Such it is with Francesca Battistelli. Honest. Simple. Beautiful. Intentional.
We have all been exposed to her music. Starting with "I'm Letting Go," or "Free to Be Me." "This is the Stuff" or "Strangely Dim." It doesn't matter. For every time that "Franny" opens her mouth to sing, she is opening her heart.
There is a vulnerable side to this young lady. And if you didn't know it already, you will be able to hear it by reading the interview below. Franny came to our corporate Christmas party to bring encouragement and holiday greetings. After I sat down with her, I was reminded again about her passion.
Read the full interview here.
Dictionary.com gives the definition of pioneer in the following ways
1. a person who is among those who first enter or settle a region, thus opening it for occupation and development by others.
2. one who is first or among the earliest in any field of inquiry, enterprise, or progress.
3. one of a group of foot soldiers detailed to make roads.
For more than 15 years, well-respected worship leader Kari Jobe has been using her gifts to lead people into the presence of God. When she began leading worship at age 13, she never imagined she would be nominated for a GRAMMY®, win a Dove Award or be praised by the New York Times. She only knew she had a heart for broken people and a deep desire to lead them to the cross.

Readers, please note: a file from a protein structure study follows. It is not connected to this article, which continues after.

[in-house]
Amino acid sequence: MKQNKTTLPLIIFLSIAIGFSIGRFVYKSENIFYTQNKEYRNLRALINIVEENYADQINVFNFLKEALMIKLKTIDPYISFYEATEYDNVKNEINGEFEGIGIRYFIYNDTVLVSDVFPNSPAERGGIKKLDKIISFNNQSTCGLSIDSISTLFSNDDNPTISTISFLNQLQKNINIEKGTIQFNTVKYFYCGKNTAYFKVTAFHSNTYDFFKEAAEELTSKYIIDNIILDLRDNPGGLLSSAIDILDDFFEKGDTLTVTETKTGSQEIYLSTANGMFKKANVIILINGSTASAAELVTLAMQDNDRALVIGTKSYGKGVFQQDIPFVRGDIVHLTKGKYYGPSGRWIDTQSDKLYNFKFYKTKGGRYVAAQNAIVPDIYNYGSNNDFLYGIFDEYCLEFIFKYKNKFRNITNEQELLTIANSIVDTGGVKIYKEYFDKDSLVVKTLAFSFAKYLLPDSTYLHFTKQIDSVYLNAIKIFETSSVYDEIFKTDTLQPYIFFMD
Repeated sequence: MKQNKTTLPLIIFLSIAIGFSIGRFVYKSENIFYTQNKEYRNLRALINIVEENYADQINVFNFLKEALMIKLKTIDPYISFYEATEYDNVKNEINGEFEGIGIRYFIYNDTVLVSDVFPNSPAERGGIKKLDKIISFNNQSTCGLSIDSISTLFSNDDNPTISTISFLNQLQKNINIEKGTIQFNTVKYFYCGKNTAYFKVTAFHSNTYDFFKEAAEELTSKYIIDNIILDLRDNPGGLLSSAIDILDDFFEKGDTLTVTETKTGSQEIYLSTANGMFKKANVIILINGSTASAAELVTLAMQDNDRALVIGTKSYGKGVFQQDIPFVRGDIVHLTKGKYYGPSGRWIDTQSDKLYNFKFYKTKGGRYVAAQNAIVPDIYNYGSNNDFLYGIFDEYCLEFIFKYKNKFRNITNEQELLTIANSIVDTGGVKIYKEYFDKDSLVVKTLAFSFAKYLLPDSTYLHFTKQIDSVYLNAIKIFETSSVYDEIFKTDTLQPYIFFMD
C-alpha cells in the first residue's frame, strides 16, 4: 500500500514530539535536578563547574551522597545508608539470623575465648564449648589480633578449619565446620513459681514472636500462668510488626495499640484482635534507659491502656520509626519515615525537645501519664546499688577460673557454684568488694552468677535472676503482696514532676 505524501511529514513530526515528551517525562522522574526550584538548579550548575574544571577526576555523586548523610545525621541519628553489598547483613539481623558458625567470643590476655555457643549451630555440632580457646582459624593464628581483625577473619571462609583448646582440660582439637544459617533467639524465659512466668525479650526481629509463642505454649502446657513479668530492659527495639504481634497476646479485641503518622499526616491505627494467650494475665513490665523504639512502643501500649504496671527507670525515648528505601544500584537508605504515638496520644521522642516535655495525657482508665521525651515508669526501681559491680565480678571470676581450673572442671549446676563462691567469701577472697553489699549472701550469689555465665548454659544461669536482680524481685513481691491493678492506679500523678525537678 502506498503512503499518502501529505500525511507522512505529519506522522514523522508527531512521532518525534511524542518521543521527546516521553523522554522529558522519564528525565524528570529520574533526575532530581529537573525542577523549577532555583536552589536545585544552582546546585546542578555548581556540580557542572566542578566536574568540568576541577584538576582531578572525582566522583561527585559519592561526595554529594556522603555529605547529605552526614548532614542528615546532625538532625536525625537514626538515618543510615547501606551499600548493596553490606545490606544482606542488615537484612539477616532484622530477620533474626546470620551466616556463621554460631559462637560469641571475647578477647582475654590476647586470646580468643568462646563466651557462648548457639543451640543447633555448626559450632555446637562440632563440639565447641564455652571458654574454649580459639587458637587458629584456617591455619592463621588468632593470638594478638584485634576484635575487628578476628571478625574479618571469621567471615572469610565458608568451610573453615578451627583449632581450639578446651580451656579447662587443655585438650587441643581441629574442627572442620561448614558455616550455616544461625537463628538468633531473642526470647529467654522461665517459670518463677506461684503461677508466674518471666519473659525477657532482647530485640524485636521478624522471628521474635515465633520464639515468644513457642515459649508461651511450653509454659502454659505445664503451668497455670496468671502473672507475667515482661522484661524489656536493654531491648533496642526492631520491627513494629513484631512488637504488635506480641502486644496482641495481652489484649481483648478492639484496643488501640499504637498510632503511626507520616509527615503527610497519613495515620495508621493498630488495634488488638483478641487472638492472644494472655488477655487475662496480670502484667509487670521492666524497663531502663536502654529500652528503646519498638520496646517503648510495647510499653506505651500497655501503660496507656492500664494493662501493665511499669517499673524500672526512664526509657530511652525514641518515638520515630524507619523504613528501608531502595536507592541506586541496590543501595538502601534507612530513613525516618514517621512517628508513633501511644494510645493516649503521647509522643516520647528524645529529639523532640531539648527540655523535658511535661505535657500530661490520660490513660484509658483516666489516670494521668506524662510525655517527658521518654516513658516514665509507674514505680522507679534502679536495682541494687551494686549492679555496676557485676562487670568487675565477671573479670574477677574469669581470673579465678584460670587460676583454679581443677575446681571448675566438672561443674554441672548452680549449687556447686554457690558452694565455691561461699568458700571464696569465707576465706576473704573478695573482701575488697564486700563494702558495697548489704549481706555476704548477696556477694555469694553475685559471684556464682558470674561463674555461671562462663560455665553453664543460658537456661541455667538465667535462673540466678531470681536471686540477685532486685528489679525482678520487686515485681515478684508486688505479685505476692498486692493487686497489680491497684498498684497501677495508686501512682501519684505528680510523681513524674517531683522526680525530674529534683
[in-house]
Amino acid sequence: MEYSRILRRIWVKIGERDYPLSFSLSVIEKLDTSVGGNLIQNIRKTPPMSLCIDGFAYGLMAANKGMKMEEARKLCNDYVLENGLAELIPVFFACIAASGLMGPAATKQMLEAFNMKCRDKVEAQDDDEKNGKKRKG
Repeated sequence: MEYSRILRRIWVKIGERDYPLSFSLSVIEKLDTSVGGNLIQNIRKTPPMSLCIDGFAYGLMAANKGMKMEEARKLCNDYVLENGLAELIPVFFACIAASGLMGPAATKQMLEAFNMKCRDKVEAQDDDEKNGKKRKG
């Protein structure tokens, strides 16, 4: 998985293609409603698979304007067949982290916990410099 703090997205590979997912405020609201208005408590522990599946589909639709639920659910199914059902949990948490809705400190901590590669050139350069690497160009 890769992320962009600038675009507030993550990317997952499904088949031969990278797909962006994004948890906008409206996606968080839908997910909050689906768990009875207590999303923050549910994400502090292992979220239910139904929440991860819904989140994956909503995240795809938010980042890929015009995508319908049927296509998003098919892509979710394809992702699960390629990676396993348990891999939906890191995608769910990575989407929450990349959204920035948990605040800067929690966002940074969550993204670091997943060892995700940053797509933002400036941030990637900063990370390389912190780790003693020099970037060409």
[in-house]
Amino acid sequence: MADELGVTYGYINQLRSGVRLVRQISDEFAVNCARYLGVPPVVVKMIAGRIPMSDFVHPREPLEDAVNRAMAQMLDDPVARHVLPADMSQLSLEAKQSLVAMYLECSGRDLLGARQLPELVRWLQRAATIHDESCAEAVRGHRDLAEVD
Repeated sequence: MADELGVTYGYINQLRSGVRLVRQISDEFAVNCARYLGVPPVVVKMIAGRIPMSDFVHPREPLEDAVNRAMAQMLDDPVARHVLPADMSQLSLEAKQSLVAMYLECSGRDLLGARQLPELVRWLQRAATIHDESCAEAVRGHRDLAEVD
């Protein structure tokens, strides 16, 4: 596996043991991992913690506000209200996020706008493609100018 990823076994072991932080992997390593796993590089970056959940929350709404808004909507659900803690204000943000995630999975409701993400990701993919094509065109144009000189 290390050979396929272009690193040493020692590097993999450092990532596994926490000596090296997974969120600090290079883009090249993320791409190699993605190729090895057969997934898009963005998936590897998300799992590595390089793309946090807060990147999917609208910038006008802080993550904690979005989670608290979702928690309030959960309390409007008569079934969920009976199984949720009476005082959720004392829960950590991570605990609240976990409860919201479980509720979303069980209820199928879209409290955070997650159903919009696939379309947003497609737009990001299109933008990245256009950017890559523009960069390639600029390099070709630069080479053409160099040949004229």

Pioneer? This may be the word that describes who Kari is and what she hopes to do as an artist.
I sat down with Kari and asked about her background. Where she came from, how she found Jesus and where is she going. Read the full interview here.
The pages of history have been written by ordinary people who had something extraordinary to say with their lives. Bill Gaither is just such an individual… an Indiana-born kid with an insatiable love for music who grew to become an industry leader who would change the course of gospel music history through the songs he has written and through his influence as a mentor for other artists.An avid fan of gospel quartets throughout his childhood, Bill founded his first group, The Bill Gaither Trio, in 1956, while he was a college student. He began teaching English in 1959 because his musical aspirations couldn’t support him full-time… yet. In 1962, Bill did one of the best things he has ever done. He married Gloria Sickal, who became the best writing partner Bill could have found anywhere. The couple spent the first five years of their married life juggling full-time teaching jobs, writing, singing, recording and publishing until music became their full-time career in 1967.
Read the full interview here.